How to Leverage Subscription and Payment Metrics in Your Customer Success Workflow

You Can Monitor Payments and Subscriptions Automatically

The first and most obvious benefit to setting up payment and subscription metrics in your CS software is time. Specifically, the time you or your CSMs spend looking up that information & transferring it to a report or trying to compare it to other metrics to gain useful insights.

  • Have a full view of the account in one go;
  • Easily see connections with other metrics;
  • Stay on top of renewals & optimize them;
  • Fix payment issues before they happen;
  • Increase the speed of customer service.

You’ll Be Able to Increase Upsell & Cross-Sell Opportunities

You’ve probably heard that the likelihood of selling to existing customers can be up to 70%. Because you’re monitoring customers from all perspectives, including financial, you’ll know:

  • when to reach out for an upsell
  • when to reach out for a cross-sell
  • what to say to up your chances of convincing customers
  1. Set up an automated notification a few days before your customer needs to pay this month’s invoice.
  2. When you get the notification, analyze other metrics & health scores in the account, such as the number of features used and the number of features maxed out — prioritizing trial features, if you have any.
  3. Determine if the customer would benefit from an account upgrade & set up some short scripts for the possible replies.
  4. (Optional) Analyze the customer’s support requests to see their preferred channel of communication. You can also set up customer support metrics & health scores and track the number of requests per channel.
  5. Reach out and propose an upgrade directly! If possible, do so via the customer’s preferred channel.

You Will Find Innovative Ways & Metrics To Track

You can even move beyond these basic tactics of using payment metrics and determine some advanced stats to help in your customer interactions.

  • 0–30 days since last payment: green
  • 30 days since last payment: yellow
  • 30+ days since last payment: red
  • Then you can make the resulting health score high impact, therefore if it goes red, you’ll immediately see the global account health drop.

You Can Segment Customers Based on the Data

Segmentation is another cornerstone topic for customer success. In my Customer Health Score guide, I briefly mention you can segment customers based on the data received from payment, account, and billing software. Here are some metrics you can use for that:

  1. Total income. Tracking total income is an easy and efficient way to determine your customers’ spending habits within your product. Then once you have that data, you can prioritize and segment accounts based on it. How you support different segments is up to you, but having separate ones for large, medium, and small accounts is essential.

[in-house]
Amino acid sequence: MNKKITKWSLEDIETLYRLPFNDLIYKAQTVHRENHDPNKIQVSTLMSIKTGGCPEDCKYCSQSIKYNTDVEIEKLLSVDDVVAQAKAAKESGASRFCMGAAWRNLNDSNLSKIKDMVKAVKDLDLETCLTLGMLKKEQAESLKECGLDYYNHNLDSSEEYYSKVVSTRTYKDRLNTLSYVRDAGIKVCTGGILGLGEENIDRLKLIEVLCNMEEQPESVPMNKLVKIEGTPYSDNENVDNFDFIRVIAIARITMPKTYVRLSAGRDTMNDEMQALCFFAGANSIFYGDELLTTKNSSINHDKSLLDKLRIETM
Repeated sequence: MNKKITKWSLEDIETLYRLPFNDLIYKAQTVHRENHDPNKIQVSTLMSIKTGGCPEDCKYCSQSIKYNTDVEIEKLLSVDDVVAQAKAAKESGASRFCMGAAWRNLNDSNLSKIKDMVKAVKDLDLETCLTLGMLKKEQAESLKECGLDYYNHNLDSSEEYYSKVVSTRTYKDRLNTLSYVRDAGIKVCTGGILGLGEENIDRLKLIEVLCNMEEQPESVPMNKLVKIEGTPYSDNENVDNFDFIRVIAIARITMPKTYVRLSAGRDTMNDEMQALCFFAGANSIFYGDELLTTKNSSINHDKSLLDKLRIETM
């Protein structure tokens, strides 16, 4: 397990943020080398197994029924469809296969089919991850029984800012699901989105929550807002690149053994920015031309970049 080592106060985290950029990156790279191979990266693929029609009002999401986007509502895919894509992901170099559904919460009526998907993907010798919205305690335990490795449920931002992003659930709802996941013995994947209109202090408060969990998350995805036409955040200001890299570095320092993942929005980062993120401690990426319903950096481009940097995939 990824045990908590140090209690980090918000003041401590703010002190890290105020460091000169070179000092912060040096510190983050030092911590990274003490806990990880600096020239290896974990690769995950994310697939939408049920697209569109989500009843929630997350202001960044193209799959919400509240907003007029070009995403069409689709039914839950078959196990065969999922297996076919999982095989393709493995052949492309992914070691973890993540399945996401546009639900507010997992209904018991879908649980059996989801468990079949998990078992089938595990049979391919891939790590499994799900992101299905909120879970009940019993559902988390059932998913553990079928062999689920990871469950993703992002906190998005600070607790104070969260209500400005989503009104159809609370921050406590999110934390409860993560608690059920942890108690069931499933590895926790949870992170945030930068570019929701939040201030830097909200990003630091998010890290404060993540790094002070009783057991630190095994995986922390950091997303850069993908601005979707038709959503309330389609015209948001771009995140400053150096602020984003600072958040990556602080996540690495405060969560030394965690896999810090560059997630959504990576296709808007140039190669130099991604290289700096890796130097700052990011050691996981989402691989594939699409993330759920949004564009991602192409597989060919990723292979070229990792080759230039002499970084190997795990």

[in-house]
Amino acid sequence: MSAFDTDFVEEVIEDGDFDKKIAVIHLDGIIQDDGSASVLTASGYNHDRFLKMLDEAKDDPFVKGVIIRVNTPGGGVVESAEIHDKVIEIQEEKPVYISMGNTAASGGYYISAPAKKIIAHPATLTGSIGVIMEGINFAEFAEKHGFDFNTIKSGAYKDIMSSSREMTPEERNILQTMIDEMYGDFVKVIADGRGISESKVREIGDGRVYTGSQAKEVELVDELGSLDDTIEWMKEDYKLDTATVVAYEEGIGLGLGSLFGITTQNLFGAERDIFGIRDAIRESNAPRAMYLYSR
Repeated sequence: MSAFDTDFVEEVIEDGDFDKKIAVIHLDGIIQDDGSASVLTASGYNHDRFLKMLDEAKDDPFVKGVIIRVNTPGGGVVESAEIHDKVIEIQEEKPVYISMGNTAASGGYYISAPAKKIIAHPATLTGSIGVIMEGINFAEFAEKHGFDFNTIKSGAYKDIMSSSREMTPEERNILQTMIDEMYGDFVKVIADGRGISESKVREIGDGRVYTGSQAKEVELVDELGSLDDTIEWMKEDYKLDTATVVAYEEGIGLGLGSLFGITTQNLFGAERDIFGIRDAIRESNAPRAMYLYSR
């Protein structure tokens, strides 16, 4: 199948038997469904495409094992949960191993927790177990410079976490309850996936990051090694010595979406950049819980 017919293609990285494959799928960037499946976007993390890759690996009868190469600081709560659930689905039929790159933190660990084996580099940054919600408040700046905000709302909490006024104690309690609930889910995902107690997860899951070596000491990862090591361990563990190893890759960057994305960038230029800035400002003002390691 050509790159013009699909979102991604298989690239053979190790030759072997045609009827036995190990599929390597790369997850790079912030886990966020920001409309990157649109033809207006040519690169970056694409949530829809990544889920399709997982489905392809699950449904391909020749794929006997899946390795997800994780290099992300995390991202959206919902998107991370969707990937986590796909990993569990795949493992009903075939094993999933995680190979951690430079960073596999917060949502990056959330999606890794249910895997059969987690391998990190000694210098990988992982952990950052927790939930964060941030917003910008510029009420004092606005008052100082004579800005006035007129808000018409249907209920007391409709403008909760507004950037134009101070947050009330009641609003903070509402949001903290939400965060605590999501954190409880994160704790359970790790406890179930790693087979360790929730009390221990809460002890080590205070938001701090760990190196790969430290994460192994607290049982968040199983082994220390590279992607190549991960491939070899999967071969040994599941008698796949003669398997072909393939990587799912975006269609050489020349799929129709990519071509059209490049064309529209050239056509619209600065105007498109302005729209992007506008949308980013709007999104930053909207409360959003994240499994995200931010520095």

2. Number of invoices due. By tracking the number of invoices due, you can tell how your customer uses your product. Maybe they’re purchasing many extra services or add-ons. Maybe they’re accumulating invoices due to payment issues. You can compare this metric with others and find out why. After that, creating user segments is the next logical step. Color-coding this one and adding it as a health score is also very useful.
  3. Number of invoices paid vs. account age. A ratio of these two metrics is also useful to analyze. A high number of invoices paid in a relatively short period means you’ve struck gold — that’s a customer that loves your product, loves your company, and can automatically propel your business forward by years. On the other side of the spectrum, if the ratio is low, maybe it’s time to reach out for an upsell.

You then Use Segmentation to Optimize Automation Playbooks

Based on the information you gathered from the previous tips, you can now make or optimize customer success automation playbooks for your new segments. 63% of customers want businesses to know their needs and expectations, no matter how unique. That number goes even higher to 76% when we’re talking B2B.

You’re Also Able to Define Lifecycle Stages Based on Renewal Dates

Remember what I said about intervals earlier? You can also use intervals and renewals as metrics to define lifecycle stages. For example, free trial customers are definitely in the early stages. After the conversion stage, you can determine a specific number of intervals or renewals that apply to each customer lifecycle stage: retention, loyalty, nurtured, and growth.

You Can Act Proactively to Prevent Payment-related Churn

Involuntary churn can be a bummer. It’s an unnecessary business detractor that can easily be circumvented by just implementing SaaS renewal best practices. But we’re here to think outside the box and move beyond typical best practices.

  • Expired cards;
  • Outdated billing info;
  • Uncertainty regarding recurring payments (the customer may think it’s recurring when it’s not or may have missed the option to make that payment recurring);
  • Hard declines — generally related to fraud;
  • Soft declines — typically when the card reaches its limit or multiple transactions happen simultaneously (rarely, but it happens).
  • Has this customer updated their payment info?

Customer Success is More than Just Metrics

Of course, tracking all these metrics and health scores is like having the tools for the job without actually doing it.

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2Checkout (now Verifone)

2Checkout (now Verifone)

2Checkout (now Verifone) is the leading all-in-one monetization platform for global businesses built to help clients drive sales growth across channels.